* Charles Mackay, Extraordinary Popular Delusions and the Madness of Crowds

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As we muse on madness, we might spare a thought for Ernst Theodor Amadeus (“E.T.A.”) Hoffmann; he died on this date in 1822.  A key figure in the German Romantic period, Hoffmann was an author of fantasy and horror– a phantasist and proto-surrealist– a jurist, composer, music critic, draftsman and caricaturist.  While some of his compositions survive in the canon, he is probably better remembered for his stories: they form the basis of Jacques Offenbach’s opera The Tales of Hoffmann, in which Hoffmann appears (heavily fictionalized) as the hero. He is also the author of the novella The Nutcracker and the Mouse King, on which the famous ballet The Nutcracker is based.  The ballet Coppélia is based on two other stories that Hoffmann wrote, while Schumann’s Kreisleriana is based on Hoffmann’s character Johannes Kreisler.

Hoffmann also influenced 19th century musical opinion through his music criticism. His reviews of Beethoven’s Symphony No. 5 in C minor, Op. 67 (1808) and other important works set new literary standards for writing about music, and encouraged later writers to consider music as “the most Romantic of all the arts.”

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Written by LW

June 25, 2018 at 1:01 am

“Successful design is not the achievement of perfection but the minimization and accommodation of imperfection”*…

 

click here for larger version

From legendary designer Raymond Loewy [see here], a chart published in 1934 that shows the evolution in design of items such as cars, telephones, stemware, railcars, clocks, and women’s apparel. Loewy was known was “The Father of Streamlining” and these drawings very much reflect his design style. (via @michaelbierut)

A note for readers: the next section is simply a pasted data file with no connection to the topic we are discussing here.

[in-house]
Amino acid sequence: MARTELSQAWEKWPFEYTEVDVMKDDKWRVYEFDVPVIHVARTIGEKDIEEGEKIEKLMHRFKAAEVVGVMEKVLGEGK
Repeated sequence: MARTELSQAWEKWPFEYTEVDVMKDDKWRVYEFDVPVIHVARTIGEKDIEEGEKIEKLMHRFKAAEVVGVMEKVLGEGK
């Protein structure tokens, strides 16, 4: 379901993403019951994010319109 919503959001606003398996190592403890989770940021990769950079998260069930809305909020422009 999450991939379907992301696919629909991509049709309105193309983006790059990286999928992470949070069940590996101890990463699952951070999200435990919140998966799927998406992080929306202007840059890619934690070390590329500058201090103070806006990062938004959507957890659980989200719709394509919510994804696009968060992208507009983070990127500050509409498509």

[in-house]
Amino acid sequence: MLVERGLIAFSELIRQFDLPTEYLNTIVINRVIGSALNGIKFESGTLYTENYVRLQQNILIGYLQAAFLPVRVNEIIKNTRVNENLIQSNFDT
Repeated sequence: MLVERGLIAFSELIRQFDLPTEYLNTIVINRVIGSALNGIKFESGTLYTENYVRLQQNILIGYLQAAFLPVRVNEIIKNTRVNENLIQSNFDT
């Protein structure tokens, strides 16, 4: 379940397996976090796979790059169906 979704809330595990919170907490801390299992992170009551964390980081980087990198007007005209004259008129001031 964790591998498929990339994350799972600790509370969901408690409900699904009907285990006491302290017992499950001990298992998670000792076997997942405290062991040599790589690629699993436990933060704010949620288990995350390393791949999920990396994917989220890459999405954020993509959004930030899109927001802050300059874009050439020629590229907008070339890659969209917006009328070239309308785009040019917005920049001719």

Explore at: “Raymond Loewy’s 1934 chart of the evolution in design.”

Then check out MacRae Linton’s conversion of Loewy’s chart into a proper timeline.

* Henry Petroski

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As we contemplate craft, we might recall that it was on this date in 1942 that music industry insiders Johnny MercerBuddy DeSylva, and Glenn E. Wallichs founded Capitol Records.  By 1946, Capitol had sold 42 million records by artists including (Peggy Lee, Nat King Cole, and Kay Starr) and was established as one of the “Big Six” record labels.

In 1955, Capitol became a subsidiary of British label EMI and began construction on a new headquarters building designed by Lou Naidorf.  Known as “the House the Nat Built” (as Nat King Cole was the label’s steady sales leader), it was the first circular office building in the world.

Capitol, which had an output deal with its UK parent, built on their early 60s success with the Beach Boys by acquiring the Beatles record rights in the U.S. (though they passed on other EMI acts like the Dave Clark Five, Gerry & the Pacemakers, the Hollies, the Swinging Blue Jeans, The Yardbirds, and Manfred Mann).

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Written by LW

June 4, 2018 at 1:01 am

“The only truth is music”*…

 

The earliest known practical example of polyphonic music – a piece of choral music written for more than one part – has been found in a British Library manuscript in London.

The inscription is believed to date back to the start of the 10th century and is the setting of a short chant dedicated to Boniface, patron Saint of Germany. It is the earliest practical example of a piece of polyphonic music – the term given to music that combines more than one independent melody – ever discovered.

Written using an early form of notation that predates the invention of the stave, it was inked into the space at the end of a manuscript of the Life of Bishop Maternianus of Reims.

The piece was discovered by Giovanni Varelli, a PhD student from St John’s College, University of Cambridge, while he was working on an internship at the British Library. He discovered the manuscript by chance, and was struck by the unusual form of the notation. Varelli specialises in early musical notation, and realised that it consisted of two vocal parts, each complementing the other.